"It's all about perspective."See that huge giant on the horizon about to come and eat us? Just close an eye, pick him up between your fingers and drop him in a bottle until he learns his lesson. Perspective Magic is a way for characters to play with the Fourth Wall, using the fact that they live in a 2-D world imitating 3-D to their advantage. Characters likely to use Perspective Magic are usually cartoons, wizards, gods, or just someone Medium Aware enough to take a step back and manipulate their surroundings. A few possible techniques used in Perspective Magic:
— Old saying, probably related to painting, possibly applicable to everything.
- Far away is small: Therefore you are the largest object in the world and can manipulate any other object accordingly. This may result in sun/moon/stars being plucked from the sky.
- Distance is relative: The house that looks like it's two leagues away is really just on the other end of the same page, walking "on the page" they can go there in a few steps.
- Tiny can be Titanic: A small object near you is no different than a large one far away, so you can do the inverse of 1 and use miniatures or toys to create life size replicas.
- Magnifying Glass Enlarger: By using a magnifying glass or other device, a character can literally enlarge an object.
- Existence requires visibility: Anything that can't be seen isn't hidden, it isn't there. Objects can thus be made to "disappear" in a Puff of Logic.
open/close all folders
- One Starburst ad was this trope and nothing else.
- In a Coke advert, a man takes the bottle off a billboard, drinks the contents and replaces it.
- In a Tic Tac ad, a girl captures the man of her dreams in a transparent Tic Tac box.
- One car advert has a little girl picking up a cow from a field like it was a toy.
Anime & Manga
- A villain from one of the Read or Die episodes had this as his power. If, in his perspective, his bo-staff 'hit' you, it actually did hit you.
- Played for laughs in .hack when Kite wins a battle by violating the laws of perspective in .hack 4Koma. He flicks his opponent off of a cliff because she looks small from that distance.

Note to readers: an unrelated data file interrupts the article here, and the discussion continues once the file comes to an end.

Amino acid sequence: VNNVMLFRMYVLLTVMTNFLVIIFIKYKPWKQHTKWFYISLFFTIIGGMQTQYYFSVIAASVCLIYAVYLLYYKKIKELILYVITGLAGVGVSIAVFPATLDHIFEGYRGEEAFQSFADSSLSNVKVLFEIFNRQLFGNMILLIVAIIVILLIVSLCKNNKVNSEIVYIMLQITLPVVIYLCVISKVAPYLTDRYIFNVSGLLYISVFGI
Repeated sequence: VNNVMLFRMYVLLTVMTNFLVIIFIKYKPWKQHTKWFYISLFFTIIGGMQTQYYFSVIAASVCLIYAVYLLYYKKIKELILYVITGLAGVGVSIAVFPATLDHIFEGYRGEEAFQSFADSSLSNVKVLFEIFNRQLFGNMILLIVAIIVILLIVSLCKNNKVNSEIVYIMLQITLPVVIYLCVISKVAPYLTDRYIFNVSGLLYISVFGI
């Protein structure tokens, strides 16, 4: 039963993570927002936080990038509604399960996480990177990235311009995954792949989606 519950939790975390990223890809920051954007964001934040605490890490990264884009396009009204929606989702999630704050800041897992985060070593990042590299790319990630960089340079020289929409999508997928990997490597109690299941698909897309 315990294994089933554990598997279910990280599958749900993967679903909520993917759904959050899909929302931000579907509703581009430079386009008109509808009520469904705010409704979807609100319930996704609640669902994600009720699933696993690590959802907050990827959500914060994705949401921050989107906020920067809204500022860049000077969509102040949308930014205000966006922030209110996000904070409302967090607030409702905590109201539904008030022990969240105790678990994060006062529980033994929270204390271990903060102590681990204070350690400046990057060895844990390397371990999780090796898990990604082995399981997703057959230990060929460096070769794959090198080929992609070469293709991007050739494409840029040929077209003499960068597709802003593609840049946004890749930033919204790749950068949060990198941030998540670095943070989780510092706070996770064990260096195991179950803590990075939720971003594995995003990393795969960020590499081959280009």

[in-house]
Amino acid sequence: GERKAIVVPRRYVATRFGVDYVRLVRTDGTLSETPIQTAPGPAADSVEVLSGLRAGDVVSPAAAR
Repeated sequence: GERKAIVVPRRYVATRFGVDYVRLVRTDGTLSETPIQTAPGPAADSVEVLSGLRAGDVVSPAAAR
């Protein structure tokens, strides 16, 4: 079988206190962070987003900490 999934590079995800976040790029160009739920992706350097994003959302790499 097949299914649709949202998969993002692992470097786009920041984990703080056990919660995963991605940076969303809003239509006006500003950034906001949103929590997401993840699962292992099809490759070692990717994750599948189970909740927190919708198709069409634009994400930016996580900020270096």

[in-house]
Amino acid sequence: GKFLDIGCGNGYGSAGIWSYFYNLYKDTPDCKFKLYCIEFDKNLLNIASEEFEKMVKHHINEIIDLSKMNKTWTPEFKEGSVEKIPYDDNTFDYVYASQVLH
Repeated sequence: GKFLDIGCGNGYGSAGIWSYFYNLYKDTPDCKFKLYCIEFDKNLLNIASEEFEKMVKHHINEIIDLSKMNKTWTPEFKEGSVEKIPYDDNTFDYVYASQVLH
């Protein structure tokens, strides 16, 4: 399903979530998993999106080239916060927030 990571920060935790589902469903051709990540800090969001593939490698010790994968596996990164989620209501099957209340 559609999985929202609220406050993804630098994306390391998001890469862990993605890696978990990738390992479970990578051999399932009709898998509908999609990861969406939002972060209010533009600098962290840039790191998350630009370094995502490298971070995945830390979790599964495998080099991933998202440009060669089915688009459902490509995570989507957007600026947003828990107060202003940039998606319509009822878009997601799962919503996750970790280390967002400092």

- In Dr. Slump, an one-time character is a wandering samurai who casually punches a mountain in the background right behind him... and smashes it.
- Taikobu manages to defeat Raishinishi in Houshin Engi through a combination of drunken boxing kung fu and changing the format of the manga to a 4koma.
- M. C. Escher's artworks make use of this, like the Penrose Staircase and infinitely flowing water made possible from isometric depictions.
- William Hogarth: Satire on False Perspective (1753)◊. Originally intended to show the kind of mistakes an artist can make, but it's a fine example of this trope in its own right.
- One issue of Marvel Comics' Illuminati had the group look for the Infinity Gems. When professor X, Namor and Dr. Strange seek the gem of mind they appear on a vast, featureless blue plane... the gem itself seen from real up close. They retrieve it by changing their perspective to make it small.
- In a 2010 Fantastic Four storyline, Reed's new man-friends (alternate Reeds) helped saved millions from a sun nova by perspective magic. They "got big" with techno-babble and pulled out the defective parts of a sun.
- One Mortadelo y Filemón comic deals with UFOs that were coming to Earth in order to invade it. One of them appears to be really huge and far away, but in the end it turns out it is very small... and it hits Filemón right in the mouth.
- The point 2 example, "those far away houses are just on the other side of the page", is used in another story. With those literal words.